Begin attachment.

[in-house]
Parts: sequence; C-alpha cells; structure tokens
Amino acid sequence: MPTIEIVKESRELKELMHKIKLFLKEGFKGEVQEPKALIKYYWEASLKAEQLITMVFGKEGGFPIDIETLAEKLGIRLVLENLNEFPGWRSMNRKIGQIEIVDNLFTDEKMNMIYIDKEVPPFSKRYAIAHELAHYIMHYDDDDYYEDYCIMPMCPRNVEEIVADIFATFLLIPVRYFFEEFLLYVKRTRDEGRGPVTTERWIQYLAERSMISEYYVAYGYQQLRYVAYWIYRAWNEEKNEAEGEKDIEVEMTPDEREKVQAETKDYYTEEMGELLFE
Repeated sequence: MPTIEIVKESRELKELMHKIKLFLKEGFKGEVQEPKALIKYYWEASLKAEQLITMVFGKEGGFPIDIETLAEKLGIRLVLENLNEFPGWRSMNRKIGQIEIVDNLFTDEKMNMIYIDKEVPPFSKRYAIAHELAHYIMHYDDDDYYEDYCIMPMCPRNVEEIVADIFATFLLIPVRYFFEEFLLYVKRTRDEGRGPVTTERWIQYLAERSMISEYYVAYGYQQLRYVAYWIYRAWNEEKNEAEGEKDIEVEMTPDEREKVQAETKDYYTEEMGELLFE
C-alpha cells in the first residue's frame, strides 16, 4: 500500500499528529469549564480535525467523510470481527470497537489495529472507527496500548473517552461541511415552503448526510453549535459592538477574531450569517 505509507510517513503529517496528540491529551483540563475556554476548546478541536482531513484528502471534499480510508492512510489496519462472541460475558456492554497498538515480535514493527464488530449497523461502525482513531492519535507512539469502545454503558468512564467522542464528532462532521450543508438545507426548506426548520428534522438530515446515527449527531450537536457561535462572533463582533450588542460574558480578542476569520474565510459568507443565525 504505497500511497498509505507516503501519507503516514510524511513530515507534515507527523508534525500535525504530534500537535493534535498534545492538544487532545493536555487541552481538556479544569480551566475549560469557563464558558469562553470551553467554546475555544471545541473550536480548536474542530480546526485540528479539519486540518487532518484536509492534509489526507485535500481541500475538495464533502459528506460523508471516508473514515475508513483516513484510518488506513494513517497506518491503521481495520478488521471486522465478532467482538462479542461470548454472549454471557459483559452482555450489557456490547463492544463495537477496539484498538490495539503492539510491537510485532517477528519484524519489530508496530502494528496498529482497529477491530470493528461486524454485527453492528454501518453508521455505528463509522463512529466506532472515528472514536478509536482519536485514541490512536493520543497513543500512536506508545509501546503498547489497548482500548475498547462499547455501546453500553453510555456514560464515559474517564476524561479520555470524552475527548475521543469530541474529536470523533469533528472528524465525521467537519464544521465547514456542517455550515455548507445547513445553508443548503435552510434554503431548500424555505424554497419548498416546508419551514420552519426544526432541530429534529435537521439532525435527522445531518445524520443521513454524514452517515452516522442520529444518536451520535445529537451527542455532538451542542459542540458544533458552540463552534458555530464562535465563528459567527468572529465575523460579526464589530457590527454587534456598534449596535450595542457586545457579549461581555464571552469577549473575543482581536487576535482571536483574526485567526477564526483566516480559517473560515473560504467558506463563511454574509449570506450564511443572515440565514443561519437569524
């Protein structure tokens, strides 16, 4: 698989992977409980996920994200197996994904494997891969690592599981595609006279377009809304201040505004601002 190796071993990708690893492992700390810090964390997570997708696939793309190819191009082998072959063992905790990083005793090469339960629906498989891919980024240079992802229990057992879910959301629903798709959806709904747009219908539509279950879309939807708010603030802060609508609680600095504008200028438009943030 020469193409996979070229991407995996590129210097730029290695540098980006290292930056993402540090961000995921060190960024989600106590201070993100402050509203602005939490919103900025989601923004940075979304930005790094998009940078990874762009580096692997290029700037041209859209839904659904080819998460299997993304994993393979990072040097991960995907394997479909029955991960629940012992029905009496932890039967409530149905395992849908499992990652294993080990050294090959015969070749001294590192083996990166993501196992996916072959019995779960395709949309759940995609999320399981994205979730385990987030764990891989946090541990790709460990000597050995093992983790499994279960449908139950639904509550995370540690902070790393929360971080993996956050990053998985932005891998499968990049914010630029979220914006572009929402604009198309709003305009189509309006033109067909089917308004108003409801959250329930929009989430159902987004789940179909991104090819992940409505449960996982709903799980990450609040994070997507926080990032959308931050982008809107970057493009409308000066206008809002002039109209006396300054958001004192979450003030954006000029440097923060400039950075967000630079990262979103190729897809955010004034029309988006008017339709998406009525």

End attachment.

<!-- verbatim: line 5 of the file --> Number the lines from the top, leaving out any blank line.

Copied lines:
C-alpha cells in the first residue's frame, strides 16, 4: 500500500499528529469549564480535525467523510470481527470497537489495529472507527496500548473517552461541511415552503448526510453549535459592538477574531450569517 505509507510517513503529517496528540491529551483540563475556554476548546478541536482531513484528502471534499480510508492512510489496519462472541460475558456492554497498538515480535514493527464488530449497523461502525482513531492519535507512539469502545454503558468512564467522542464528532462532521450543508438545507426548506426548520428534522438530515446515527449527531450537536457561535462572533463582533450588542460574558480578542476569520474565510459568507443565525 504505497500511497498509505507516503501519507503516514510524511513530515507534515507527523508534525500535525504530534500537535493534535498534545492538544487532545493536555487541552481538556479544569480551566475549560469557563464558558469562553470551553467554546475555544471545541473550536480548536474542530480546526485540528479539519486540518487532518484536509492534509489526507485535500481541500475538495464533502459528506460523508471516508473514515475508513483516513484510518488506513494513517497506518491503521481495520478488521471486522465478532467482538462479542461470548454472549454471557459483559452482555450489557456490547463492544463495537477496539484498538490495539503492539510491537510485532517477528519484524519489530508496530502494528496498529482497529477491530470493528461486524454485527453492528454501518453508521455505528463509522463512529466506532472515528472514536478509536482519536485514541490512536493520543497513543500512536506508545509501546503498547489497548482500548475498547462499547455501546453500553453510555456514560464515559474517564476524561479520555470524552475527548475521543469530541474529536470523533469533528472528524465525521467537519464544521465547514456542517455550515455548507445547513445553508443548503435552510434554503431548500424555505424554497419548498416546508419551514420552519426544526432541530429534529435537521439532525435527522445531518445524520443521513454524514452517515452516522442520529444518536451520535445529537451527542455532538451542542459542540458544533458552540463552534458555530464562535465563528459567527468572529465575523460579526464589530457590527454587534456598534449596535450595542457586545457579549461581555464571552469577549473575543482581536487576535482571536483574526485567526477564526483566516480559517473560515473560504467558506463563511454574509449570506450564511443572515440565514443561519437569524